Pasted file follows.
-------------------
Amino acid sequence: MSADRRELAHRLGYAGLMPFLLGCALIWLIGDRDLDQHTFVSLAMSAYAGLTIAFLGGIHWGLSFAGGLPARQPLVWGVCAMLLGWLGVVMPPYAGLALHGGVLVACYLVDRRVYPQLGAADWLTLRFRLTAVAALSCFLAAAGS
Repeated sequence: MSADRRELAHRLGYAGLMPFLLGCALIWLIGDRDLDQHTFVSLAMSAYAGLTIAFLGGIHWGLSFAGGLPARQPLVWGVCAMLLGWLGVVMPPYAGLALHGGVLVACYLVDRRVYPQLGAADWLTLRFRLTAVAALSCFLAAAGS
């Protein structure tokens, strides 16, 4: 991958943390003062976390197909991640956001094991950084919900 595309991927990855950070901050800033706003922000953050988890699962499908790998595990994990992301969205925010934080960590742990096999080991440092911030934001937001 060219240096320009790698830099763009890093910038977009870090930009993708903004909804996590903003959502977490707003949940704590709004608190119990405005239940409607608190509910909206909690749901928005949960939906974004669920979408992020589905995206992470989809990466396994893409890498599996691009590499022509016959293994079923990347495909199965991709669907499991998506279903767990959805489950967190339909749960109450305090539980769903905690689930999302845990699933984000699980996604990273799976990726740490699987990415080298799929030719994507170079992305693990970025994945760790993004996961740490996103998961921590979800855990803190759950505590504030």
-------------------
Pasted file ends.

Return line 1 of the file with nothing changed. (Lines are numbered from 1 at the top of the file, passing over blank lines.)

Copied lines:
Amino acid sequence: MSADRRELAHRLGYAGLMPFLLGCALIWLIGDRDLDQHTFVSLAMSAYAGLTIAFLGGIHWGLSFAGGLPARQPLVWGVCAMLLGWLGVVMPPYAGLALHGGVLVACYLVDRRVYPQLGAADWLTLRFRLTAVAALSCFLAAAGS